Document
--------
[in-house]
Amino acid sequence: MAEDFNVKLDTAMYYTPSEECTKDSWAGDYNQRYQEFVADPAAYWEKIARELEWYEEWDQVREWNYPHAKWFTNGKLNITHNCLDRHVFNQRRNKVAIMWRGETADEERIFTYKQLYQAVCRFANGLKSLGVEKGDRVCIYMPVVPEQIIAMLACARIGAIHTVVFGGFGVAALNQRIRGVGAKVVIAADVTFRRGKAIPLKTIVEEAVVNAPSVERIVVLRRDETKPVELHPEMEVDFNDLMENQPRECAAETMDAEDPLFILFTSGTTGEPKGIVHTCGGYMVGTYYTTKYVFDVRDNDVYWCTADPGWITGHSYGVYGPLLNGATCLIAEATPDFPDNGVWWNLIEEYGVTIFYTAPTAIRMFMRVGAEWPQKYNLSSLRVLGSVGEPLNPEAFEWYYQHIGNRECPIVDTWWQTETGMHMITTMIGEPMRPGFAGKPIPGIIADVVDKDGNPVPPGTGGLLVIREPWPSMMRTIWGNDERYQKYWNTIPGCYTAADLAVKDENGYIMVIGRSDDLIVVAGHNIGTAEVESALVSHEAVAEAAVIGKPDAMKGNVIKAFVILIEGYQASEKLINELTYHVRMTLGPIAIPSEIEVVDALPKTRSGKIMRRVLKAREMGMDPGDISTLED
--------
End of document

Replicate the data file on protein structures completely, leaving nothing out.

[in-house]
Amino acid sequence: MAEDFNVKLDTAMYYTPSEECTKDSWAGDYNQRYQEFVADPAAYWEKIARELEWYEEWDQVREWNYPHAKWFTNGKLNITHNCLDRHVFNQRRNKVAIMWRGETADEERIFTYKQLYQAVCRFANGLKSLGVEKGDRVCIYMPVVPEQIIAMLACARIGAIHTVVFGGFGVAALNQRIRGVGAKVVIAADVTFRRGKAIPLKTIVEEAVVNAPSVERIVVLRRDETKPVELHPEMEVDFNDLMENQPRECAAETMDAEDPLFILFTSGTTGEPKGIVHTCGGYMVGTYYTTKYVFDVRDNDVYWCTADPGWITGHSYGVYGPLLNGATCLIAEATPDFPDNGVWWNLIEEYGVTIFYTAPTAIRMFMRVGAEWPQKYNLSSLRVLGSVGEPLNPEAFEWYYQHIGNRECPIVDTWWQTETGMHMITTMIGEPMRPGFAGKPIPGIIADVVDKDGNPVPPGTGGLLVIREPWPSMMRTIWGNDERYQKYWNTIPGCYTAADLAVKDENGYIMVIGRSDDLIVVAGHNIGTAEVESALVSHEAVAEAAVIGKPDAMKGNVIKAFVILIEGYQASEKLINELTYHVRMTLGPIAIPSEIEVVDALPKTRSGKIMRRVLKAREMGMDPGDISTLED